By Dipo Olowookere
The challenge of post-harvest losses in Africa is one issue that has given farmers and stakeholders in the agriculture sector sleepless nights.
One person that is as well worried about this problem is the President of African Development Bank (AfDB), Mr Akinwumi Adesina, who wants African leaders to formulate policies that will tackle the menace and put an end to it.
Delivering his keynote address on Thursday at the African Green Revolution Forum (AGRF) in Nairobi, Kenya, Mr Adesina outlined the importance of policies to support the establishment of private sector-driven food processing and manufacturing companies in rural areas to deal with the immense food waste, enough to feed at least 300 million people a year.
“Massive quantities of food crops, fresh fruits and vegetables and dairy products go to waste in rural areas, while Africa depends on food imports,” Mr Adesina said.
“That is more than the 250 million people that go hungry each year in Africa,” he told a session on the “Role of Policy in Enabling Public-Private Partnerships to Achieve African Agricultural Transformation,” he added.
Reports indicate that post-harvest losses (PHL) in Africa are equivalent to the annual caloric requirement of 48 million people, and worth US $4 billion in lost revenue per year.
The agro-allied industrial zones and staple-crop processing zones in rural areas, supported with consolidated infrastructure, including roads, water, electricity, will drive down the cost of doing business for private food and agribusiness firms, Adesina said.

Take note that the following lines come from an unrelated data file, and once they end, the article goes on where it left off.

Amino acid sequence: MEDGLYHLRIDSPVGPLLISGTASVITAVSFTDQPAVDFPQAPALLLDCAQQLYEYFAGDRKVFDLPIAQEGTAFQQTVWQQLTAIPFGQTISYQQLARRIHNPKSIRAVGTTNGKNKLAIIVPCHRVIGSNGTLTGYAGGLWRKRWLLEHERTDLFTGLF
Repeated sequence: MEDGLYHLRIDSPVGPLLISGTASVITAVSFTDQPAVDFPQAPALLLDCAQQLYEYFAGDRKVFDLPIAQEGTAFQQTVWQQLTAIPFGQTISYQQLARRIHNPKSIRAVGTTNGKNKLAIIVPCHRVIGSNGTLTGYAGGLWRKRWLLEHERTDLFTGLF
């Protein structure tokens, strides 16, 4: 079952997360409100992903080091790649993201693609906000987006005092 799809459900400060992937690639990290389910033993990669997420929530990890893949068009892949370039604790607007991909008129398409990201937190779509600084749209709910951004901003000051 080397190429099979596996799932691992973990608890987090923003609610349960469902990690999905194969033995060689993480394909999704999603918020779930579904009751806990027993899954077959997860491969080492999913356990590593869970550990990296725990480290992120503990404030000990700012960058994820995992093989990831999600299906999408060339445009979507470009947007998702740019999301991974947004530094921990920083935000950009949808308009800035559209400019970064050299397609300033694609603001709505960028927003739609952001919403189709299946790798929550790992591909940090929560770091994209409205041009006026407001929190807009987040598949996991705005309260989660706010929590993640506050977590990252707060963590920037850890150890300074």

They will also create markets for farmers, boost economic opportunities in rural areas, stimulate jobs and attract higher domestic and foreign investments in the rural areas.
“They will turn the rural areas into zones of economic prosperity,” he said.
Kenya has instituted policies to accommodate crop processing, such as macadamia nuts, the country’s Minister of Agriculture, Livestock and Fisheries, Mr Willy Bett, told the forum.
“We have changed our policies to include processing of macadamia nuts. We want production and processing to be done here so that we boost the industry and mostly the local farmers,” he stated.
The inability of farmers to access insurance and finance was emphasised as a major setback to agriculture, with Shenggen Fan, the Director General of the International Food Policy Research Institute, blaming this for making farmers susceptible to shocks. He said access to financing was necessary to protect farmers against vulnerability.
This was reiterated by Mr Adesina, who noted that, despite accounting for some 32% of the GDP, the agriculture sector receives less than 3% of the banking sector’s financing. He called on governments to address failures and reduce the risks facing the financial sector that block lending to agriculture.
Nigeria was cited as a country that has successfully developed a national risk-sharing facility for banks to lend to agriculture.
Through the Nigeria Incentive-Based Risk Sharing System for Agricultural Lending (NIRSAL), the country witnessed a 600% increase in lending by banks to the agriculture sector, rising from 0.7% of total bank lending to 5% within four years.
This has since led to banks establishing their own agricultural lending desks.
But investments in science, technology and innovation in Africa’s agriculture are equally important, according to Dominique Charron, the Director for Agriculture and Environment at the Ottawa-based International Development Research Centre.
“If you want to transform agriculture, we need to invest in innovation, ICT, science, and help build the capacity of Africa’s farmers in these areas,” Charron told the forum.
She called for part of the financial pledges to agriculture made by several organisations at the ongoing AGRF to be channelled toward innovation, ICT and science. A September 7, 2016 session on “Making Political, Policy and Financial Commitments” saw several organisations, including the AfDB, make commitments to agriculture amounting to over US $30 billion.